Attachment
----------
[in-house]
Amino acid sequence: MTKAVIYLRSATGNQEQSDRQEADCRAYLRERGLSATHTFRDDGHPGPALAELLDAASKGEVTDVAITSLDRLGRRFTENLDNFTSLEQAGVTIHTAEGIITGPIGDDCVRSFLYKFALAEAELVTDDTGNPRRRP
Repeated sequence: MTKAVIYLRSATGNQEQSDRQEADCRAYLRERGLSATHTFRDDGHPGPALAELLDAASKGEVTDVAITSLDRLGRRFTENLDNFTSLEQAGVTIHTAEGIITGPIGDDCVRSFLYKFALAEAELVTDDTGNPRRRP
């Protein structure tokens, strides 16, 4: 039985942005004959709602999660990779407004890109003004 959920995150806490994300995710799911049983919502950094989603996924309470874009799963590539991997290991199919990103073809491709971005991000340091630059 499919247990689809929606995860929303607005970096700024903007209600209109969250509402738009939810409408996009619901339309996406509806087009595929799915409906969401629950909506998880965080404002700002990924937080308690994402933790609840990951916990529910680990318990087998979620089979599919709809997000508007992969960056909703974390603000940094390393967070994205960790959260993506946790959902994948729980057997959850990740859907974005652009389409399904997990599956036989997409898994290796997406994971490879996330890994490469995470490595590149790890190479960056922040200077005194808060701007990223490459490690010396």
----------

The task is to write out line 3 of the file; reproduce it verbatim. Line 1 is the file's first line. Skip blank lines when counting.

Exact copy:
Repeated sequence: MTKAVIYLRSATGNQEQSDRQEADCRAYLRERGLSATHTFRDDGHPGPALAELLDAASKGEVTDVAITSLDRLGRRFTENLDNFTSLEQAGVTIHTAEGIITGPIGDDCVRSFLYKFALAEAELVTDDTGNPRRRP